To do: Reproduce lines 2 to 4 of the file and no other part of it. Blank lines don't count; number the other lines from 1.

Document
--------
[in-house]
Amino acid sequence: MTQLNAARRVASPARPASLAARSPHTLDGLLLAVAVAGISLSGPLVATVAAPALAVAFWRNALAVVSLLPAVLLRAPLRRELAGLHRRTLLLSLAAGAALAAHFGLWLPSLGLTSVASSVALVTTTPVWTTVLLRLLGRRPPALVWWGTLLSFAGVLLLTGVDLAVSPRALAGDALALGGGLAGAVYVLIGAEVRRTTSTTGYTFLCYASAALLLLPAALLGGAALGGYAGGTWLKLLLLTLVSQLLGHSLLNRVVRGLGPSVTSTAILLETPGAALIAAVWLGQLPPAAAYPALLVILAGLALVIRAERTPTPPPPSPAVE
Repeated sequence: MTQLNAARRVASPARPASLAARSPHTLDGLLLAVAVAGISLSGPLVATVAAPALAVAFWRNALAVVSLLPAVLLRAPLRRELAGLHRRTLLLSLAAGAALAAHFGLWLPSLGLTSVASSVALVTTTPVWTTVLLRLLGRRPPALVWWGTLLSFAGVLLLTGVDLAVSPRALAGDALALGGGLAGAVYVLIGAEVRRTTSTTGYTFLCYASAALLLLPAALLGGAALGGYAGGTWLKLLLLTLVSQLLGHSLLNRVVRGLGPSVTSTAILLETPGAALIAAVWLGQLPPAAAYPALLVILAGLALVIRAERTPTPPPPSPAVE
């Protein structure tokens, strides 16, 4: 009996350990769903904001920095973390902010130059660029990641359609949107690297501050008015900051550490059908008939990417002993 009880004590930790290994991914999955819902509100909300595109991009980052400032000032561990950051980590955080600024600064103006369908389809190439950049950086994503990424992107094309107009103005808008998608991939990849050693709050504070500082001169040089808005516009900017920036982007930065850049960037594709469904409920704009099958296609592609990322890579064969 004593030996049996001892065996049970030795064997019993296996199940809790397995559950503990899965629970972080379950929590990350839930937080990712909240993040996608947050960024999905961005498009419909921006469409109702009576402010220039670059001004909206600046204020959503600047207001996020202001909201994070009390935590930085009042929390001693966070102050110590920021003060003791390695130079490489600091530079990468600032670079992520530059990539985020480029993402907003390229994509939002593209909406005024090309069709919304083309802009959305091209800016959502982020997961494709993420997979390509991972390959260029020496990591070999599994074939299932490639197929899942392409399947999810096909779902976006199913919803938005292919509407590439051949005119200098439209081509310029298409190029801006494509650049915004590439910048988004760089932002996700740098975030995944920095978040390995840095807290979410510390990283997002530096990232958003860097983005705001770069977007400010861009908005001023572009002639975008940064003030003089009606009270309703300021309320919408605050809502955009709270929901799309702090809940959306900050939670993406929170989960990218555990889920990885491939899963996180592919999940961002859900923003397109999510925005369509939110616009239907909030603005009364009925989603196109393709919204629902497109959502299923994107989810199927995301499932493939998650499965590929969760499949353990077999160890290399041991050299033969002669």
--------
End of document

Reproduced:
Amino acid sequence: MTQLNAARRVASPARPASLAARSPHTLDGLLLAVAVAGISLSGPLVATVAAPALAVAFWRNALAVVSLLPAVLLRAPLRRELAGLHRRTLLLSLAAGAALAAHFGLWLPSLGLTSVASSVALVTTTPVWTTVLLRLLGRRPPALVWWGTLLSFAGVLLLTGVDLAVSPRALAGDALALGGGLAGAVYVLIGAEVRRTTSTTGYTFLCYASAALLLLPAALLGGAALGGYAGGTWLKLLLLTLVSQLLGHSLLNRVVRGLGPSVTSTAILLETPGAALIAAVWLGQLPPAAAYPALLVILAGLALVIRAERTPTPPPPSPAVE
Repeated sequence: MTQLNAARRVASPARPASLAARSPHTLDGLLLAVAVAGISLSGPLVATVAAPALAVAFWRNALAVVSLLPAVLLRAPLRRELAGLHRRTLLLSLAAGAALAAHFGLWLPSLGLTSVASSVALVTTTPVWTTVLLRLLGRRPPALVWWGTLLSFAGVLLLTGVDLAVSPRALAGDALALGGGLAGAVYVLIGAEVRRTTSTTGYTFLCYASAALLLLPAALLGGAALGGYAGGTWLKLLLLTLVSQLLGHSLLNRVVRGLGPSVTSTAILLETPGAALIAAVWLGQLPPAAAYPALLVILAGLALVIRAERTPTPPPPSPAVE
């Protein structure tokens, strides 16, 4: 009996350990769903904001920095973390902010130059660029990641359609949107690297501050008015900051550490059908008939990417002993 009880004590930790290994991914999955819902509100909300595109991009980052400032000032561990950051980590955080600024600064103006369908389809190439950049950086994503990424992107094309107009103005808008998608991939990849050693709050504070500082001169040089808005516009900017920036982007930065850049960037594709469904409920704009099958296609592609990322890579064969 004593030996049996001892065996049970030795064997019993296996199940809790397995559950503990899965629970972080379950929590990350839930937080990712909240993040996608947050960024999905961005498009419909921006469409109702009576402010220039670059001004909206600046204020959503600047207001996020202001909201994070009390935590930085009042929390001693966070102050110590920021003060003791390695130079490489600091530079990468600032670079992520530059990539985020480029993402907003390229994509939002593209909406005024090309069709919304083309802009959305091209800016959502982020997961494709993420997979390509991972390959260029020496990591070999599994074939299932490639197929899942392409399947999810096909779902976006199913919803938005292919509407590439051949005119200098439209081509310029298409190029801006494509650049915004590439910048988004760089932002996700740098975030995944920095978040390995840095807290979410510390990283997002530096990232958003860097983005705001770069977007400010861009908005001023572009002639975008940064003030003089009606009270309703300021309320919408605050809502955009709270929901799309702090809940959306900050939670993406929170989960990218555990889920990885491939899963996180592919999940961002859900923003397109999510925005369509939110616009239907909030603005009364009925989603196109393709919204629902497109959502299923994107989810199927995301499932493939998650499965590929969760499949353990077999160890290399041991050299033969002669």